Like father, like son: Kim Jong Un achieves father’s dream

Protesters react to the rocket launch in North Korea today.

The successful launch of a North Korean rocket Wednesday has been condemned by the international community and caused anxiety over the pariah state’s intentions. But leading expert Rüdiger Frank, who also studied in Pyongyang, has a different view.



Q: What was the aim of this launch?

A: Mainly domestic. Kim Jong Un has been in power for almost a year, and there was a failed launch in April he had to make up for. He had to demonstrate that he can be a successful modernizer and the rocket can be seen as a great achievement. It will make North Koreans believe he can make more progress, such as in the economic situation, but signals to the military that military issues will not drop out of sight. He has pleased a broad range of domestic opinion.



Q: The regime claims this is about space exploration – do you take that seriously?

A: I believe it is a priority but not the only one. North Korea does have a mobile phone network and is heavily oriented toward modern communication technology. Having a communication satellite is a key component – no other country would send a North Korean satellite into space so they have to rely on their own technology.



Q: What will it cost them?

A: That is the biggest problem. The government admits they have serious problems feeding the population – as well as providing heating, electricity and everything else. It’s highly questionable to invest hundreds of millions of dollars in this program, and it also renders all efforts at securing humanitarian aid very difficult.



Q: What does it tell us about the new Kim Jong Un regime?

A: He continued his father’s program. Kim Jong Il launched the first rocket in 1998 but it failed, so Kim Jong Un has accomplished something his father always wanted. It’s a massive cause for celebration that solidifies the rule of Kim Jong Un. Traditionally after such a bold event conciliatory moves happen and I believe there will be an economic reform proposal reaching out to South Korea.



Q: What are the implications for foreign relations?

A: If you’re in a corner there is nowhere else to go anyway, so its not such a big issue. It improves their standing with China, which is not happy because it shows some independence although the economy is heavily dependent on China. South Korea is not affected because it’s the conventional military threat from North Korea that matters. The US has no choice but to condemn it, which makes co-operation more difficult.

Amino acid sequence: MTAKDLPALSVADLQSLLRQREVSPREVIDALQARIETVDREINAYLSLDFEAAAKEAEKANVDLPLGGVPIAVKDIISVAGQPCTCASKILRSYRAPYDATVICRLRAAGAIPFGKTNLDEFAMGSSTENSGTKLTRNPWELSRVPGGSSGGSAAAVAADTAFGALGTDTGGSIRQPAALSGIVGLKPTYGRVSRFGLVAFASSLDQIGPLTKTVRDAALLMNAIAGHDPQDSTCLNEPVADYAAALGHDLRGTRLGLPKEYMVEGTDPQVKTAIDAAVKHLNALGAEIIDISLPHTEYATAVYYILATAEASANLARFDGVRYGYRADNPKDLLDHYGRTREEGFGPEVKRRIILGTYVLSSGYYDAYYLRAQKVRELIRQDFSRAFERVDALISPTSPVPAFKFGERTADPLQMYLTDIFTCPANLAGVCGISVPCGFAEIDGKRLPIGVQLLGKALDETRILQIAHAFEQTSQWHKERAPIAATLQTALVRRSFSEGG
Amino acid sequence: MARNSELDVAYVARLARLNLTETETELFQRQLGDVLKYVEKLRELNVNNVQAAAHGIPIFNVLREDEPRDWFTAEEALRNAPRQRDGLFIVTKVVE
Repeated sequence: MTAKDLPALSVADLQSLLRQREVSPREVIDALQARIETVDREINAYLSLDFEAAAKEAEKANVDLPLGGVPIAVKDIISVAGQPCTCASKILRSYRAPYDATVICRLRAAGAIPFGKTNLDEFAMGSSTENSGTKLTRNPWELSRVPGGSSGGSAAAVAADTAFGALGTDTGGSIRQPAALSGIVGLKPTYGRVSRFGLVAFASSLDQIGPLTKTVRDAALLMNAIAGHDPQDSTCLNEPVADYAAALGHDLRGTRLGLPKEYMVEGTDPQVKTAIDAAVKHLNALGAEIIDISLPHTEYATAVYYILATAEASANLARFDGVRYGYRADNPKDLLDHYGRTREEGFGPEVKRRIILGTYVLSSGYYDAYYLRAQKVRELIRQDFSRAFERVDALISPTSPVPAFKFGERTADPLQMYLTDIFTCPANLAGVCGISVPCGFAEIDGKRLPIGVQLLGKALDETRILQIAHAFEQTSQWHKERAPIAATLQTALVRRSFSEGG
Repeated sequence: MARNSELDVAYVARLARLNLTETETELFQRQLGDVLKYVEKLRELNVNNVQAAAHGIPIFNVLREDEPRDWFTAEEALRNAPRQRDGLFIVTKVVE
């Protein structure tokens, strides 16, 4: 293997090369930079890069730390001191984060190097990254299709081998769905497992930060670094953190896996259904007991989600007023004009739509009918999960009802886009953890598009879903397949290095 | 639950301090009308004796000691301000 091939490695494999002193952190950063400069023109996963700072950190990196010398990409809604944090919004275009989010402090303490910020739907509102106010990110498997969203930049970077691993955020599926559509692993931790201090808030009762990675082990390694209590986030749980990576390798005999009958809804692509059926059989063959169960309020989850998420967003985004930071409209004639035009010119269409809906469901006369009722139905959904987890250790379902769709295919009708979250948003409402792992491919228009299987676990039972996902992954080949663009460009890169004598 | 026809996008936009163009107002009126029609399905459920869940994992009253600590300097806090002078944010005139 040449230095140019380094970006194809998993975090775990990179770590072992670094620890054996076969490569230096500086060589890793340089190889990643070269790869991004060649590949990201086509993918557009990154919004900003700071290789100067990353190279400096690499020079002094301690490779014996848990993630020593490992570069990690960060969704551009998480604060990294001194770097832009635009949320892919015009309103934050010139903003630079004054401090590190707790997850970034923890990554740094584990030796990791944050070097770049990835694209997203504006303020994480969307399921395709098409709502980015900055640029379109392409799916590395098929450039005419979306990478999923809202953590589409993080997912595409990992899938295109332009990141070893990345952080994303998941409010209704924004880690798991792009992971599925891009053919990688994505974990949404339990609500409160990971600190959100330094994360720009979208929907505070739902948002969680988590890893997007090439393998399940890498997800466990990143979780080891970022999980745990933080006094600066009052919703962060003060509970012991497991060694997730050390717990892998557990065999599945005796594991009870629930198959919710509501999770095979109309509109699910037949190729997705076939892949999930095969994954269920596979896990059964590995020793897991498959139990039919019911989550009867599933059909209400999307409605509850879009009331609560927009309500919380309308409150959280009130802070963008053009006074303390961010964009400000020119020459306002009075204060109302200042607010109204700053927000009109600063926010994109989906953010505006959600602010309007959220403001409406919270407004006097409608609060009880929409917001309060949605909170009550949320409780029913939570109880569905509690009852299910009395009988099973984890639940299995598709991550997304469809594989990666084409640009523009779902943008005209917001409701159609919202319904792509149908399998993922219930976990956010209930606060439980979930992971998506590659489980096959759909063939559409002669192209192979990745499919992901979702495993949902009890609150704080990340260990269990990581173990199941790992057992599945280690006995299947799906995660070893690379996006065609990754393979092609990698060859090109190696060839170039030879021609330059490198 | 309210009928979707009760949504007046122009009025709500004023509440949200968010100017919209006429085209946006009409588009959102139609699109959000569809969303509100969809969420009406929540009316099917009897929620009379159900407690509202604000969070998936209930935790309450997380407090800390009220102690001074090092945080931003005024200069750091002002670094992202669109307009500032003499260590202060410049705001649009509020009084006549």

News
Entertainment
Sports
Lifestyle
National

Actor Tracy Morgan wasn't wearing seatbelt in June…

By Jonathan Stempel(Reuters) - Actor and comedian Tracy Morgan and others in his limousine were not wearing seat belts when their vehicle was struck by…

National

Connected cars: Is AT&T leaving Verizon in its…

By Marina Lopes and Bernie WoodallWASHINGTON/DETROIT (Reuters) - Verizon Communications, the No.1 U.S. wireless carrier known for its widespread coverage, is falling behind its biggest…

Local

Grand jury begins hearing evidence in Eric Garner…

A grand jury began hearing evidence Monday relating to the death of Eric Garner while in police custody in July. Garner, 43, of Staten Island,…

Local

Mayor announces plan for solar panels at city…

Mayor Bill de Blasio announced the planned installation of 24 new solar panels at city schools on Monday morning. The panels, a $28 million investment,…

Going Out

Taste what Lower Manhattan is cooking at today's…

The Lower Manhattan food scene has changed a lot in three years, which you can taste first hand when the neighborhood's food festival returns. On…

Television

Review: 'Selfie' tries to coast on the charm…

"Selfie" offers cute leads and some good jokes, but focuses too much on a vague distaste for social media.

Movies

Review: Jason Reitman's 'Men, Women & Children' is…

Jason Reitman's "Men, Women & Children" takes a hysterical and melodramatic look at disconnection in the digital age, turning strong actors into zombies.

Television

TV watch list, Monday, Sept. 29: 'Castle,' 'Mom'…

Tune in for the season premieres of "Castle," "Mom" and "NCIS: Los Angeles."

NFL

Ryan Quigley making a big impact for Jets…

Ryan Quigley, now in his second year as the Jets punter, had an exceptional afternoon with six punts for an average of 51.7 yards per punt.

NFL

3 positives to take from Jets loss to…

The Jets suffered another loss Sunday — 24-17 to the Lions — but the reason why it hurts so much for Jets fans is that…

MLB

Joe Girardi not confident David Robertson will return…

David Robertson was as seamless as anyone could be replacing Mariano Rivera as he converted 39 saves, with a 3.08 ERA and 96 strikeouts in 64 1/3 innings.

NBA

Carmelo Anthony preaches patience with new coach, offense

While star forward Carmelo Anthony said he’s “enthusiastic” and “optimistic” for the upcoming season, he still wants everyone — from within the locker room and…

Education

How to ace your private school interview

Getting ready for a private school interview can be daunting for many, most of whom might never have been in an interview situation before. We’ve…

Education

5 questions parents should ask while visiting private…

It can be hard to know what to look for when searching for a new school for your child. Parents considering several different schools can…

Education

3 ways to save money on college application…

With the average high school student applying to 5 or 6 schools, hefty application and test score fees can add up quickly. We’ve compiled some…

Education

Nap rooms: The latest college campus trend

College is a time filled with new experiences (and lots of schoolwork), leaving little time for students to get a good night’s rest. University of…